It’s Go Time
There are a few ways to approach a logo. At Vectorvault, we try our best to offer up a few options so that you can provide your client with some range. So, what are you waiting for kid? Go get ’em!
by David Airey
There are a lot of books out there that show collections of logos. But David Aireys Logo Design Love is something different: its a guide for designers (and clients) who want to understand what this mysterious business is all about. Written in reader-friendly, concise language, with a minimum of designer jargon, Airey gives a surprisingly clear explanation of the process, using a wide assortment of real-life examples to support his points. Anyone involved in creating visual identities, or wanting to learn how to go about it, will find this book invaluable. – Tom Geismar, Chermayeff & Geismar
In Logo Design Love, Irish graphic designer David Airey brings the best parts of his wildly popular blog of the same name to the printed page. Just as in the blog, David fills each page of this simple, modern-looking book with gorgeous logos and real world anecdotes that illustrate best practices for designing brand identity systems that last.
David not only shares his experiences working with clients, including sketches and final results of his successful designs, but uses the work of many well-known designers to explain why well-crafted brand identity systems are important, how to create iconic logos, and how to best work with clients to achieve success as a designer. Contributors include Gerard Huerta, who designed the logos for Time magazine and Waldenbooks; Lindon Leader, who created the current FedEx brand identity system as well as the CIGNA logo; and many more.
Why one logo is more effective than another
How to create their own iconic designs
What sets some designers above the rest
Best practices for working with clients
25 practical design tips for creating logos that last
|Trace your bitmaps with Vector Magic|
Yikes. Some of these logos are downright awful. Take a look at the rest here.
Thanks for this one Lonewolf.
Check out the development – well into the future.
Graphic design is important. It changes the world because it changes how we see it. Very interesting to see how these brands blossomed along the way through change. That’s the way people should be too. Think about that.
[Read more…] about The Original Logos of Tech Companies Were All Terrible
Lobster Love is an exciting food event for those who just can’t seem to get enough of this delicious crustacean. It’s not for those who like lobster. It’s for those who love it.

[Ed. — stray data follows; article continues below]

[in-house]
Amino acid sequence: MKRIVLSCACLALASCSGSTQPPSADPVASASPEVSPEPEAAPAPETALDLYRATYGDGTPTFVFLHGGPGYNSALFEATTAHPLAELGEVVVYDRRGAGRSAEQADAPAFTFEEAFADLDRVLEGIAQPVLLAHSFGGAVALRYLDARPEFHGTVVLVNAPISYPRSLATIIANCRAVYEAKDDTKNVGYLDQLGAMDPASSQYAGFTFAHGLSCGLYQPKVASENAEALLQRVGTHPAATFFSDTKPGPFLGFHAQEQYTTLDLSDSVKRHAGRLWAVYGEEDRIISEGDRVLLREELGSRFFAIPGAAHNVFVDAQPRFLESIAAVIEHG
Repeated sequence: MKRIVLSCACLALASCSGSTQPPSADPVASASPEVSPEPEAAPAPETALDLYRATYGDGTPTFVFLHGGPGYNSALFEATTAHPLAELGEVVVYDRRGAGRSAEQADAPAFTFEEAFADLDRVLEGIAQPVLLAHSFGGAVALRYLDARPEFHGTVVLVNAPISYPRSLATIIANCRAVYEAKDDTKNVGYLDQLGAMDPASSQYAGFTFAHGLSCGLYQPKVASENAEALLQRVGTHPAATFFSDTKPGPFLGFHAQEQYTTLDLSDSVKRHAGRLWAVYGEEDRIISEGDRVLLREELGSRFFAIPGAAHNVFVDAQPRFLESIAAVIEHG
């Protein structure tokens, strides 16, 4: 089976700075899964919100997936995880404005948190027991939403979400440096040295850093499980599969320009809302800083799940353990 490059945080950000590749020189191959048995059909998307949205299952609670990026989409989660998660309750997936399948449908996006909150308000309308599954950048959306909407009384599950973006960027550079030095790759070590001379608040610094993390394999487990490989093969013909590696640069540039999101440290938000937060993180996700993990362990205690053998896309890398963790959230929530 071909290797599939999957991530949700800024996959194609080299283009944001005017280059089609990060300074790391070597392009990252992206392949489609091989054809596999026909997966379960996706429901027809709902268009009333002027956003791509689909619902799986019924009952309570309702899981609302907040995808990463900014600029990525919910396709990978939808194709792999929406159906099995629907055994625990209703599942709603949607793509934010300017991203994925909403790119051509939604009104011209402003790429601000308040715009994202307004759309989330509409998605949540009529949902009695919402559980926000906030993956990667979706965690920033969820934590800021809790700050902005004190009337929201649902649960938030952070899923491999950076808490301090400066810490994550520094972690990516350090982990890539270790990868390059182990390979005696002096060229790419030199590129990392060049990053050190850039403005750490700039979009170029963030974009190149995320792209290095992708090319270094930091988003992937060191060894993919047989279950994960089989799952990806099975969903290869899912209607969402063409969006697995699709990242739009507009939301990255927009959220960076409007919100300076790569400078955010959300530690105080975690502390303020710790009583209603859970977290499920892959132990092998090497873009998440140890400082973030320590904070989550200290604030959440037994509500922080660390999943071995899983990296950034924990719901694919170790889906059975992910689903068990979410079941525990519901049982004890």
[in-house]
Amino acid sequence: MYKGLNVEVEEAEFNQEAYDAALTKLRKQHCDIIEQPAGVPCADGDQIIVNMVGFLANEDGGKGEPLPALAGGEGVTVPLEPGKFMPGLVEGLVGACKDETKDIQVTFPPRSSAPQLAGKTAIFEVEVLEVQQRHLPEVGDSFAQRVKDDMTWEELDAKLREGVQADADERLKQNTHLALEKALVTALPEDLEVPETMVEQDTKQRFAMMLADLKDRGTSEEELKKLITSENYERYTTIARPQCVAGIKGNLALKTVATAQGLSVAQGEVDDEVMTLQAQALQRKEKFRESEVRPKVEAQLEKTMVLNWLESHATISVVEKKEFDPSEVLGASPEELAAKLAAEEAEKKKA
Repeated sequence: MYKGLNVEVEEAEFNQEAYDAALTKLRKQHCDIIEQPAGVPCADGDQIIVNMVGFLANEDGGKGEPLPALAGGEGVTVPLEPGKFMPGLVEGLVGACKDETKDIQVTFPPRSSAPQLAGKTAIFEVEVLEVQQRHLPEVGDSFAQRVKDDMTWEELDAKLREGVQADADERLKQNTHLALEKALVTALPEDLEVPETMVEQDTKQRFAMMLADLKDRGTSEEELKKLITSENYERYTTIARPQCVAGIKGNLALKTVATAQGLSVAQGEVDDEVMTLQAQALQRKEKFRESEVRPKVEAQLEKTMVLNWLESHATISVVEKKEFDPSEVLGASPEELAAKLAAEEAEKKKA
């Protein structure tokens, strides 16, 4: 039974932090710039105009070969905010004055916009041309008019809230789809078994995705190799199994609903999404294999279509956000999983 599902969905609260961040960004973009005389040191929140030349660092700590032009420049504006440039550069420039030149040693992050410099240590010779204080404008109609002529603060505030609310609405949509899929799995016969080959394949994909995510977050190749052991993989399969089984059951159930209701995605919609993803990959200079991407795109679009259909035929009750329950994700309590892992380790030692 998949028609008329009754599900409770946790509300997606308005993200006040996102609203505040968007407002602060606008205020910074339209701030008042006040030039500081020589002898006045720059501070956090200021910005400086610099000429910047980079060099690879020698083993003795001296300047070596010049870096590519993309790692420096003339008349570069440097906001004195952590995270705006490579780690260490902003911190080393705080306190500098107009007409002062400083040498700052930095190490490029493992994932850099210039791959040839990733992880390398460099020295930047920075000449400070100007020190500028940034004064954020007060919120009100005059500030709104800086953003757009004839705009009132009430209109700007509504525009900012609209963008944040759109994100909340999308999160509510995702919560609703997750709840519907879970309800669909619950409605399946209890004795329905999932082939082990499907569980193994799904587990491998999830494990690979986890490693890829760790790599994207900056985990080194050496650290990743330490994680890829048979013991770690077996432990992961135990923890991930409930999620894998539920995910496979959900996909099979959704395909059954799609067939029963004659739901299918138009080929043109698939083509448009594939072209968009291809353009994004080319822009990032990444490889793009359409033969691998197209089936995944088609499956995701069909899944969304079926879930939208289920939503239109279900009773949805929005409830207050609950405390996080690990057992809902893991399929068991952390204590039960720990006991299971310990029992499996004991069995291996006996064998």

July 19, 2012 is when the event kicks off at the Evergreen Brickworks. Tickets are moving fast, so snap it up.
Take a closer look at the other versions of this logo here.
[Read more…] about Lobster Love Logo by Adam Jarvis
Logos are everywhere. Sometimes we find ourselves reading them without reading them. In fact, we probably absorb a few thousand every day without even knowing it.
Now here’s your chance to see just how many of those colorful little eyesores you have retained with this clever little test. See how you rank. I think you may even surprise yourself.
By Bill Gardner of logolounge
Trend-watching, until recently, has largely been an exercise in watching connections form between direct associations. Photoshop releases a new filter, and voila – entire raft of logos take on that effect. A particular illustration style is featured in a successful advertising campaign or movie, and in what seems like minutes, the flavor of that art starts to enhance corporate identities.
Periodically, something truly surprising and unexpected pops up. Finding those little treasures are one of the great perks of categorizing 27,000 logos, as LogoLounge and a talented panel of judges just did in preparation for our fourth book. But there’s always that natural undercurrent of influence that touches this design and that, a drift of scent, a faint change in air temperature. It’s there, but almost not.
This year, however, it seems as though there has been a change in the nature of trends themselves. Instead of a hub-to-spoke relationship in which trends fan out from a central source, prevailing tendencies in logo design now seem to send out long underground runners that poke through the dirt in unrelated, unexpected places, anywhere in the world. It’s harder and harder to trace the rhizomatous spread of ideas anymore – which truly is a good thing.
What follows are 15 trends that have indeed popped up all over the world. Overcasting them all are prevailing winds that are worth noting first:
And now, the trends. Please remember that they are gathered here to chart long-term movement or change, not to offer design suggestions. It’s a living history. The key is to study the trends, then evolve forward – as far forward as you can leap – from them.
Imagine what astrophysicists would label a supernova or the eruption and attendant explosion of a star. In a light show reminiscent of the jump to hyperdrive in the original Star Wars, these logos attack the challenge of motion head on. For years we’ve seen marks that have created the impression of motion from a profile perspective using streaks or blurs to signify speed.
These examples drive a field of elements toward or away from the viewer using a variety of methods. The LodgeNet logo (by Jerry Kuyper) advertises the company’s in-room movie service by flying a picture at you with a smart explosive technique. This blast is simple in construction and void of halftone – particularly interesting considering the product is an online commodity that could easily have justified overboard solutions replete with RGB trickery.
1. Jerry Kuyper for LodgeNet 2. Gabi Toth for Halo Consulting 3. Crave Inc. for IQ Beverage Group 4. Mirko Ilic Corp. for Dr. Zoran Djindjic Fund